In the set workshop we saw some of the forthcoming Cherry Orchard set and props being worked on as well as the set model and some of the back drops being painted for One Man Two Guv'nors. We were also lucky enough to catch a brief glimpse of the cast of the latter, including James Corden, in one of the rehearsal rooms, just before the shutters were brought down to obscure them from view.

It is certainly worth the £7.50 particularly if you have seen or are seeing one of the plays on stage at the time. Or maybe it's just me and my fascination with all things theatrical?

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Dressing rooms and where to celeb-spot in Stratford

Right finally got time to sit down and go through my photo's from the preview tour of the RSC's new theatres in Stratford.

First can I say 'wow'. I love the way they've melded the old with the new keeping some stunning features like the gothic Victorian staircase in the Swan Theatre and the art deco ticket booth from the Royal Shakespeare Theatre.

I also think it's great that they've recycled bits that couldn't stay in situ. For example the wood that graced the stage has been relaid in one of the bars so visitors get to tread the famous boards themselves.

There is some great artwork too. I particularly liked the oil painting of a scene from Richard II in which he gives his last soliloquoy standing under pouring sand - at least that's the performance and production it reminded me of if it isn't (there is a picture in the slide show below). There is also a great explosion of pages from Shakespeare's complete works in one of the bars. It looks like the pupils of Hogwarts have been having a bit of fun with their magic skills (also have a pic).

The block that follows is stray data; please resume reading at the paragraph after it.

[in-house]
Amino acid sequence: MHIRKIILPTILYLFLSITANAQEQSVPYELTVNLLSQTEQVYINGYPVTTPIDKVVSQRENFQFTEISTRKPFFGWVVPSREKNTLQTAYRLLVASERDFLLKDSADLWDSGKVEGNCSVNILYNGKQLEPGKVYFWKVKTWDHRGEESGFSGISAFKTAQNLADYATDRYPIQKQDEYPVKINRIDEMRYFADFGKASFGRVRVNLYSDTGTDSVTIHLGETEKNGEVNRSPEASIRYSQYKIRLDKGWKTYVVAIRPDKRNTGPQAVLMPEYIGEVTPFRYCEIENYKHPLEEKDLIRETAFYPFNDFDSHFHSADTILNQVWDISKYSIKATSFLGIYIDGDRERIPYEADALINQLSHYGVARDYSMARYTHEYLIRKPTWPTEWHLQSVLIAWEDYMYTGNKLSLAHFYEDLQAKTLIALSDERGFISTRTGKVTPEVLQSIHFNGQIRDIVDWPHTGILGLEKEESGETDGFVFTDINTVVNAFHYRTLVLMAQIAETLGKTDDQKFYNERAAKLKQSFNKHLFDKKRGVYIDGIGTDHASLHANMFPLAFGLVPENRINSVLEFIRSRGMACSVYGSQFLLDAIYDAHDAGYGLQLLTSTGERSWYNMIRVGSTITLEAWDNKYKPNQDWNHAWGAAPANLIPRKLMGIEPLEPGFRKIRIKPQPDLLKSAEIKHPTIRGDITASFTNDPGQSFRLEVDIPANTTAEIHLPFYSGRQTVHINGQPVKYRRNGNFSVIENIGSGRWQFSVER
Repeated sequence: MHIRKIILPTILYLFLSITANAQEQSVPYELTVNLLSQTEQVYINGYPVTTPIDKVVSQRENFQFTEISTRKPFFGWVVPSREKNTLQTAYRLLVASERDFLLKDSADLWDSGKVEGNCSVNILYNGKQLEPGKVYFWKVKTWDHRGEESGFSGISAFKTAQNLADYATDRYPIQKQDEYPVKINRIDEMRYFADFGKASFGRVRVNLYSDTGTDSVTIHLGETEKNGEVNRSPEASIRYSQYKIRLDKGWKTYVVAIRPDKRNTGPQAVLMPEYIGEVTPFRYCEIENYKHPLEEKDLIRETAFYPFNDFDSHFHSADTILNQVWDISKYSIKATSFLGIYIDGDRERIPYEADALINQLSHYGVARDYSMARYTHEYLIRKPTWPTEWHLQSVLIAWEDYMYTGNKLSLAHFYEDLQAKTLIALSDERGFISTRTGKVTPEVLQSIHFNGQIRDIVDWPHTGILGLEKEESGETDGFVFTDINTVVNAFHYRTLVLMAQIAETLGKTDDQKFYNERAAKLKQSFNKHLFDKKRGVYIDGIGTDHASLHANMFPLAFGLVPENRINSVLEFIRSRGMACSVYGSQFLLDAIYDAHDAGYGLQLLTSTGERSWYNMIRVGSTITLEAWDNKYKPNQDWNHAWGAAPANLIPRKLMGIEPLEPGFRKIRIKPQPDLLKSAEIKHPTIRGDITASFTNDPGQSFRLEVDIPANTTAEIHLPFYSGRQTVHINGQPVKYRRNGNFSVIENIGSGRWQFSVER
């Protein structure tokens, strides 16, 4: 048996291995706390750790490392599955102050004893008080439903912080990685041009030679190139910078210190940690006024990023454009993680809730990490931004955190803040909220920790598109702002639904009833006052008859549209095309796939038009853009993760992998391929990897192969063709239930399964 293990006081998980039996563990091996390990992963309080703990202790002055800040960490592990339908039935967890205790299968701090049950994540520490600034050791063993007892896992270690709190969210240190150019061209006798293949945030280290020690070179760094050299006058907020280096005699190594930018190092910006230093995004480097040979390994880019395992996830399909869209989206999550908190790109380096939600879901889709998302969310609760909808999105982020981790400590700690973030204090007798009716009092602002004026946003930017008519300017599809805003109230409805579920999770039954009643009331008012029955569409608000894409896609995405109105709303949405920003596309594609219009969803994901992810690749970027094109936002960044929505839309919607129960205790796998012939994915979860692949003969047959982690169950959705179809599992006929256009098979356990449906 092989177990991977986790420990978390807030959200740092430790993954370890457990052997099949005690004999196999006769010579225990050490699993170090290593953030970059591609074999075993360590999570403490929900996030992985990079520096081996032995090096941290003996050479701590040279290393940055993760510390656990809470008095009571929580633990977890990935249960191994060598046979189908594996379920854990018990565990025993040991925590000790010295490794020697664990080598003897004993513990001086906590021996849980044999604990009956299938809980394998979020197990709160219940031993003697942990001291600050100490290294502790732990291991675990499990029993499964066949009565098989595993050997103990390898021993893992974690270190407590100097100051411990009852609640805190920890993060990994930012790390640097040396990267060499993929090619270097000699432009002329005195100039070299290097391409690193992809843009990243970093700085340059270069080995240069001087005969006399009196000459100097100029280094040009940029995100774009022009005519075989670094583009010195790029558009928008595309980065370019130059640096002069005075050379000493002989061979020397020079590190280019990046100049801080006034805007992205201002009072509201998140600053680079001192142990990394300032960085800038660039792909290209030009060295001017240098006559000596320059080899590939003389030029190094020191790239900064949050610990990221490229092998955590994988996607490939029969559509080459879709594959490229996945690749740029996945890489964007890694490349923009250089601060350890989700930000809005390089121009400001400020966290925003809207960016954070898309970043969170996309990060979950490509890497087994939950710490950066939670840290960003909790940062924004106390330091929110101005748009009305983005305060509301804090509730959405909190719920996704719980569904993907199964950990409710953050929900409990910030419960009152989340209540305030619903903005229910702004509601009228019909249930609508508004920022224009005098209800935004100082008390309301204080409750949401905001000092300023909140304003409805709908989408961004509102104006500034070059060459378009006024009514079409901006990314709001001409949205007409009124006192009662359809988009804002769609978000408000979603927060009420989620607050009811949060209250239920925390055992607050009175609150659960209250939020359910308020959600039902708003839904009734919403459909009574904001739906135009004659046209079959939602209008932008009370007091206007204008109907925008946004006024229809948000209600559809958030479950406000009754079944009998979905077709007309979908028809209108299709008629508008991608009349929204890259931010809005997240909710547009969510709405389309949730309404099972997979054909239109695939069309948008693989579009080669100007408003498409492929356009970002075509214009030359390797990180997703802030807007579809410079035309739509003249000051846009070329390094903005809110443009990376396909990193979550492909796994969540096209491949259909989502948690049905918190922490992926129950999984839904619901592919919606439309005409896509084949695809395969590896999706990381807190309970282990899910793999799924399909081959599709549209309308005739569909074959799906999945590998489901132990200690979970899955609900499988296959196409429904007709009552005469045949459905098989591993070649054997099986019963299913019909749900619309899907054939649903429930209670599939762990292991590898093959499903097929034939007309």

Of course my favourite bit was nosing around the dressing rooms. Each has a balcony overlooking the River Avon so if there's a matinee on, in warmer weather, a slow stroll along there might yield some good actor-type spots when productions return to the theatre. (The first full productions will be existing shows when they return from the RSC's London season in February and then the first productions-designed specifically for the new space start in the spring.)

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Almeida Theatre backstage tour

This weekend is London Open House and @polyg managed to get us booked onto the Almeida Theatre tour.

I love backstage tours, going to all those parts of the theatre you never normally get to see. Finding out a few tricks of the trade and just getting a sense of what it must be like backstage while you are sat out front enjoying the fruits of all the labour.

My favourite bits are always the green room and the dressing rooms of which there are four at the Almeida. There are always loads of personal items, good luck cards, family photo's and the like, it's when I feel at my most voyeuristic on these tours spying on a world and a side to the actors I'm not supposed to know about.

It's also where you get a bit of an insight into life backstage before, during and after a performance - the futon bed in the corning for naps between the matinee and evening performances and the fridge stocked with favourite items in the green room.